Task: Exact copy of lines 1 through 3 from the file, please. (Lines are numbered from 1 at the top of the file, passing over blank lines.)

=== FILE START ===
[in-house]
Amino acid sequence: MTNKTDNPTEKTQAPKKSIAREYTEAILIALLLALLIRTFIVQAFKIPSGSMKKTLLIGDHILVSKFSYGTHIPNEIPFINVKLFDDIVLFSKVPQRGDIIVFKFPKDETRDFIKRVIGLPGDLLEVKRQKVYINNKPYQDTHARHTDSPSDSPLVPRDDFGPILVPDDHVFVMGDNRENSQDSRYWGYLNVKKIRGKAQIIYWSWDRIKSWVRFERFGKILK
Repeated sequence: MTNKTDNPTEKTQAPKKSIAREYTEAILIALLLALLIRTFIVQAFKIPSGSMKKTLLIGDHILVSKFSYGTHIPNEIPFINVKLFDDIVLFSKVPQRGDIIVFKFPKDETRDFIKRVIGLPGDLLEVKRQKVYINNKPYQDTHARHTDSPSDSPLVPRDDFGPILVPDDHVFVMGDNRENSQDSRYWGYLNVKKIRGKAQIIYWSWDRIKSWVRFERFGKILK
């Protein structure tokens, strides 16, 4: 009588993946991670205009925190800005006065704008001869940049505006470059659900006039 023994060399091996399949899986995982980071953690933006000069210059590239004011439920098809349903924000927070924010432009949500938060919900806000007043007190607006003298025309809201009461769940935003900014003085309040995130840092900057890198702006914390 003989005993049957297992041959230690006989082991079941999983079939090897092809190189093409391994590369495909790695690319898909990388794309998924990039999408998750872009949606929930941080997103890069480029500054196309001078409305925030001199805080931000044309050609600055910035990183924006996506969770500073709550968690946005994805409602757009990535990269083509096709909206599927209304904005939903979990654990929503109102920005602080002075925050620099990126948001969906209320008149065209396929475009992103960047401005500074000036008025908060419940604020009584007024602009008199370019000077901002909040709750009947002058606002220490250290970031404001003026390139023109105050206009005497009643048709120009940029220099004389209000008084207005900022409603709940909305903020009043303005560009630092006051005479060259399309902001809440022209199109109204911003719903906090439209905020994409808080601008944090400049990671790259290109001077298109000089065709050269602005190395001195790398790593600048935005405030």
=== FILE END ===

[in-house]
Amino acid sequence: MTNKTDNPTEKTQAPKKSIAREYTEAILIALLLALLIRTFIVQAFKIPSGSMKKTLLIGDHILVSKFSYGTHIPNEIPFINVKLFDDIVLFSKVPQRGDIIVFKFPKDETRDFIKRVIGLPGDLLEVKRQKVYINNKPYQDTHARHTDSPSDSPLVPRDDFGPILVPDDHVFVMGDNRENSQDSRYWGYLNVKKIRGKAQIIYWSWDRIKSWVRFERFGKILK
Repeated sequence: MTNKTDNPTEKTQAPKKSIAREYTEAILIALLLALLIRTFIVQAFKIPSGSMKKTLLIGDHILVSKFSYGTHIPNEIPFINVKLFDDIVLFSKVPQRGDIIVFKFPKDETRDFIKRVIGLPGDLLEVKRQKVYINNKPYQDTHARHTDSPSDSPLVPRDDFGPILVPDDHVFVMGDNRENSQDSRYWGYLNVKKIRGKAQIIYWSWDRIKSWVRFERFGKILK